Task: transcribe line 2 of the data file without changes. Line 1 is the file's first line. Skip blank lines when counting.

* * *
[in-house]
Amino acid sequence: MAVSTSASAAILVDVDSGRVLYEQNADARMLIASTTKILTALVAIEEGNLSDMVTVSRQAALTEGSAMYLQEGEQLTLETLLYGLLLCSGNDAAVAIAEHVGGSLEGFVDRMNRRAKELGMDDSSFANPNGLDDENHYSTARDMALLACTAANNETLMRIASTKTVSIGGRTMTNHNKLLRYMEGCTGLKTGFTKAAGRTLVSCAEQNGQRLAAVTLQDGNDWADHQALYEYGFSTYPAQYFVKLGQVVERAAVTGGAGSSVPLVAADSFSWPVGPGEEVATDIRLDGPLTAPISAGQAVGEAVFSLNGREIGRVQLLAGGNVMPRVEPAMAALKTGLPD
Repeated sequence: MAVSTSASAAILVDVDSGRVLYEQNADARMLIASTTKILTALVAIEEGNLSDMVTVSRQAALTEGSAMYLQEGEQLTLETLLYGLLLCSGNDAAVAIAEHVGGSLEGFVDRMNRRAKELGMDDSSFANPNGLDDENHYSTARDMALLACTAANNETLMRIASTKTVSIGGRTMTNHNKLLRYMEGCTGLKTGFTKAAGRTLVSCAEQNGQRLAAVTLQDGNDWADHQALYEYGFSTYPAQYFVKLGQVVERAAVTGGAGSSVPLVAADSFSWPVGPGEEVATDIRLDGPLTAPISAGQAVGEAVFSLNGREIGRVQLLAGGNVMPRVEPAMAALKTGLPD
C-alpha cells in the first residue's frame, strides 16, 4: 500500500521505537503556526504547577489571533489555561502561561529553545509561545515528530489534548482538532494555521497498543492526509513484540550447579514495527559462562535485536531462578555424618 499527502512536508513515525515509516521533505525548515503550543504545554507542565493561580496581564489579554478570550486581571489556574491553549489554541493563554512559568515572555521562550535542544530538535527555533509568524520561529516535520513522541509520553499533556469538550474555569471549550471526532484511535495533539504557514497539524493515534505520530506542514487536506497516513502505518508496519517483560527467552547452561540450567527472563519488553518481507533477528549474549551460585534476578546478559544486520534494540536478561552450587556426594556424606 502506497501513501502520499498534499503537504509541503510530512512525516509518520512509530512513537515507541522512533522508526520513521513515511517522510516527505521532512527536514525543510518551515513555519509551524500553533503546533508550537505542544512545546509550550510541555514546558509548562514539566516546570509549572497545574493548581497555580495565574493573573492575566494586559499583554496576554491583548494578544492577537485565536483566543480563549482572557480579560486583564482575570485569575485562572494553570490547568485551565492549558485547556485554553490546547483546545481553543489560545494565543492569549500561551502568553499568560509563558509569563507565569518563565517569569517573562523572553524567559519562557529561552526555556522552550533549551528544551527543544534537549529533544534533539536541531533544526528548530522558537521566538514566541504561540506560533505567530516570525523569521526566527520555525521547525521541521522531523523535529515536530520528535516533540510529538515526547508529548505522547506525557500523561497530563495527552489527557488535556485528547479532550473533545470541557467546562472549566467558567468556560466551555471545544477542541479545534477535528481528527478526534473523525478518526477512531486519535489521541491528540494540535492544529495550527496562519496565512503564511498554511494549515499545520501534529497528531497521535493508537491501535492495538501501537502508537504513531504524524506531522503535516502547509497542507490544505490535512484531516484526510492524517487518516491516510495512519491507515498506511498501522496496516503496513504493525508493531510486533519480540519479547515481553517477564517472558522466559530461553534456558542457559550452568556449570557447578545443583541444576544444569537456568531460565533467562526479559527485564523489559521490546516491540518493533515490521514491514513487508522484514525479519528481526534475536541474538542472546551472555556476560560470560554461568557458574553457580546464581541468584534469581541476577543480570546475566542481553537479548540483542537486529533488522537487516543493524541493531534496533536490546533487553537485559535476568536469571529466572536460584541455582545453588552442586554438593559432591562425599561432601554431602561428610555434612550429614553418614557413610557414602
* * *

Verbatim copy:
Amino acid sequence: MAVSTSASAAILVDVDSGRVLYEQNADARMLIASTTKILTALVAIEEGNLSDMVTVSRQAALTEGSAMYLQEGEQLTLETLLYGLLLCSGNDAAVAIAEHVGGSLEGFVDRMNRRAKELGMDDSSFANPNGLDDENHYSTARDMALLACTAANNETLMRIASTKTVSIGGRTMTNHNKLLRYMEGCTGLKTGFTKAAGRTLVSCAEQNGQRLAAVTLQDGNDWADHQALYEYGFSTYPAQYFVKLGQVVERAAVTGGAGSSVPLVAADSFSWPVGPGEEVATDIRLDGPLTAPISAGQAVGEAVFSLNGREIGRVQLLAGGNVMPRVEPAMAALKTGLPD